Court refuses to stop Buhari from swearing in Tanko Muhammad as substantive CJN

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The Federal High Court in Abuja has rejected an ex parte application for an order stopping President Muhammadu Buhari from swearing in Justice Tanko Muhammad as the substantive Chief Justice of Nigeria.

Muhammad has been acting as the CJN since January when President Muhammadu Buhari suspended the former CJN, Justice Walter Onnoghen.

With Onnoghen’s resignation and subsequent conviction by the Code of Conduct Tribunal, Muhammad is believed to be set to assume the office of the CJN in a substantive capacity.

The main suit filed by Malcom Omirhobo Foundation, a group being promoted and represented in court by a lawyer, Mr. Malcom Omirhobo, is challenging Muhammad’s fitness to hold the office of the CJN.

Justice Inyang Ekwo rejected the group’s ex parte application requesting an order stopping Buhari from swearing in the acting CJN in an acting capacity, in a ruling on Friday.

The enrolled order of the court was sighted by The Punch on Monday.

Rather than grant the prayers contained in the ex parte application, the judge, in his ruling, directed the applicant to put all the seven defendants on notice.

Ex parte applications are characteristically conducted in the absence of the adverse parties.

But Justice Ekwo ruled that the prayers sought by the applicant in its ex parte application could not be granted in the defendants’ absence.

After hearing the plaintiff’s lawyer, Justice Ekwo ruled, “It is hereby ordered as follows:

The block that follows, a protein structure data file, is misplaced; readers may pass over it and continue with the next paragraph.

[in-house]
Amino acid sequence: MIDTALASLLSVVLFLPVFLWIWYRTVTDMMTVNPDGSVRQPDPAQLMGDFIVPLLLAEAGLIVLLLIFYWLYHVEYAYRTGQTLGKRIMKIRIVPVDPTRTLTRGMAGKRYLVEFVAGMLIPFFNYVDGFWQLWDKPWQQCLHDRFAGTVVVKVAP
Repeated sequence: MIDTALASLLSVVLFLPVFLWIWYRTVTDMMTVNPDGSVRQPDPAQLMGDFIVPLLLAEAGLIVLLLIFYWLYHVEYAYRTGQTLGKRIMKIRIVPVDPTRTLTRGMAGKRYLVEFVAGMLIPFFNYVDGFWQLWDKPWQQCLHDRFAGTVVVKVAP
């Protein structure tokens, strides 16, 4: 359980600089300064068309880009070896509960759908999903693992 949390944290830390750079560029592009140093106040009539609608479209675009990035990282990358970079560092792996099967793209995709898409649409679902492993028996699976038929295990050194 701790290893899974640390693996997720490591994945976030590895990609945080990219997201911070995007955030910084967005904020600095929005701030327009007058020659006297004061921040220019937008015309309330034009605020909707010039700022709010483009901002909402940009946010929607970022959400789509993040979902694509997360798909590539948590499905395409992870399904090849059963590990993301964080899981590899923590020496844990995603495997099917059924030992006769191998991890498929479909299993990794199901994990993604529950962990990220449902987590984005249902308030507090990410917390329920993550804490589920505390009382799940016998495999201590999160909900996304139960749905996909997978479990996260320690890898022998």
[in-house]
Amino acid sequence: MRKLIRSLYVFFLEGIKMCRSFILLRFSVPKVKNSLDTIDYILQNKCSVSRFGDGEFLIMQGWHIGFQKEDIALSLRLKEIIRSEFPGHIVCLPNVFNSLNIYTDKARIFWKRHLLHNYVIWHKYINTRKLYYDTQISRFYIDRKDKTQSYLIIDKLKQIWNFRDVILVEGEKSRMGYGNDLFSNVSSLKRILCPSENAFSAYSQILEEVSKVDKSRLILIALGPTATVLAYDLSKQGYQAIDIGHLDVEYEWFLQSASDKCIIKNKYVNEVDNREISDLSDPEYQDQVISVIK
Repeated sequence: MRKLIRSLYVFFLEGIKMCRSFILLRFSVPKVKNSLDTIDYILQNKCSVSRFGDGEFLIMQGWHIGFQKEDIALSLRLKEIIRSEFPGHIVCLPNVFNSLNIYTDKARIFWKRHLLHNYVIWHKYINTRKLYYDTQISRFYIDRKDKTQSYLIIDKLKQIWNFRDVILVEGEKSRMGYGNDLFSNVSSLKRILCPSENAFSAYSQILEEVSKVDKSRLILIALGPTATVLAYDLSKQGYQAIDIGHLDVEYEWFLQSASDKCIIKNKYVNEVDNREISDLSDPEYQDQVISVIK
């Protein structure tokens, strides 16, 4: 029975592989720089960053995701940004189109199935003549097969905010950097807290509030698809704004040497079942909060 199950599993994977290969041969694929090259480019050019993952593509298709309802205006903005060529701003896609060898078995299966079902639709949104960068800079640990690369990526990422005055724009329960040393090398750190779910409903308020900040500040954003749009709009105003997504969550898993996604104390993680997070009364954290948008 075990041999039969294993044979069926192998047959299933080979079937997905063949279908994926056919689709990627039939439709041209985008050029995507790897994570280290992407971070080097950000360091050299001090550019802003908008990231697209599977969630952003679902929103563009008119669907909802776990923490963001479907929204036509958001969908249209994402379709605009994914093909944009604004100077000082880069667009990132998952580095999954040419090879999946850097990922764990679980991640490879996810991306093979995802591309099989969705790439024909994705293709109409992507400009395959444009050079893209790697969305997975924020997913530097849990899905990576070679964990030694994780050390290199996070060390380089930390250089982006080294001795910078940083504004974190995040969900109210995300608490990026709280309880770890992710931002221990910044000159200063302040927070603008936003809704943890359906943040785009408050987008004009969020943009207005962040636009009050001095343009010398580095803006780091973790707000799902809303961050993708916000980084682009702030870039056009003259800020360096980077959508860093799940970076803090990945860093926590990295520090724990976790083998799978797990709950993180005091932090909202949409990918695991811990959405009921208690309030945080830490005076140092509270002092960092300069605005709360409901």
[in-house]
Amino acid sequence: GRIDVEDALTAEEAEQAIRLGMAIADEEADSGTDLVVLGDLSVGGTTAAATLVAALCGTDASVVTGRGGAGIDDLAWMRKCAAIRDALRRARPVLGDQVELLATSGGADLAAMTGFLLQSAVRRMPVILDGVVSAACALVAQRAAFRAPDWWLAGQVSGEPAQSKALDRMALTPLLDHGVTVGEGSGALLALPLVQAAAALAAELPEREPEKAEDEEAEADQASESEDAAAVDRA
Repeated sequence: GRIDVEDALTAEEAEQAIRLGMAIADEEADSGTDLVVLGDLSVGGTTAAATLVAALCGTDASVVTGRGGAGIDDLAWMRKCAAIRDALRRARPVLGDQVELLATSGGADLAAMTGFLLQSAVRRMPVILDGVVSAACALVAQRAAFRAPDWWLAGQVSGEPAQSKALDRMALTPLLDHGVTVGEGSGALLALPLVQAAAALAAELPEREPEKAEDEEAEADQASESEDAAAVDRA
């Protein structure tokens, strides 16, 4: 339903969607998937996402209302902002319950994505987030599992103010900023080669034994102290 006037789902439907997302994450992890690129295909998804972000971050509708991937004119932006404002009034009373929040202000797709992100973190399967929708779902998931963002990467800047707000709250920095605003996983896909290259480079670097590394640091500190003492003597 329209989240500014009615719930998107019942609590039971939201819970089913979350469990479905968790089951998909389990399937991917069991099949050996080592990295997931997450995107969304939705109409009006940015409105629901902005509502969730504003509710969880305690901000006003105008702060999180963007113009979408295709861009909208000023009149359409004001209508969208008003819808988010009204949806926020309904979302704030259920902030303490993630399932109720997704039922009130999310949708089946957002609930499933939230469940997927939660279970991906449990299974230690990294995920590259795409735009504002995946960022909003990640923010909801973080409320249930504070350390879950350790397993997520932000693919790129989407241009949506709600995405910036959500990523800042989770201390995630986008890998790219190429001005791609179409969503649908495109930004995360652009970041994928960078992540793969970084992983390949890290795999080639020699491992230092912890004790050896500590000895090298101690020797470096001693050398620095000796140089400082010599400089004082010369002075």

“That none of the prayers made on this motion ex parte can be granted in the absence of the defendants.

“The plaintiff is hereby ordered to put the defendants on notice.

“The defendants are hereby granted seven days upon being served to appear and show cause why the application of the plaintiff ought not to be granted.

“Case adjourned till May 13, 2019 for the defendants to show cause.”

The 1st to the 7th defendants who are to show cause why Muhammad should not be sworn in as the CJN are, the National Judicial Council, the Federal Judicial Service Commission, the Acting CJN, Justice Tanko Muhammad; the Federal Government of Nigeria, President Buhari, the Attorney General of the Federation, and the National Assembly.

The plaintiff had in its substantive suit filed in April, alleged that Justice Muhammad made himself available as a tool that was used in the violation of the Constitution, especially with regards to the “illegal” removal of Justice Walter Onnoghen as the CJN.

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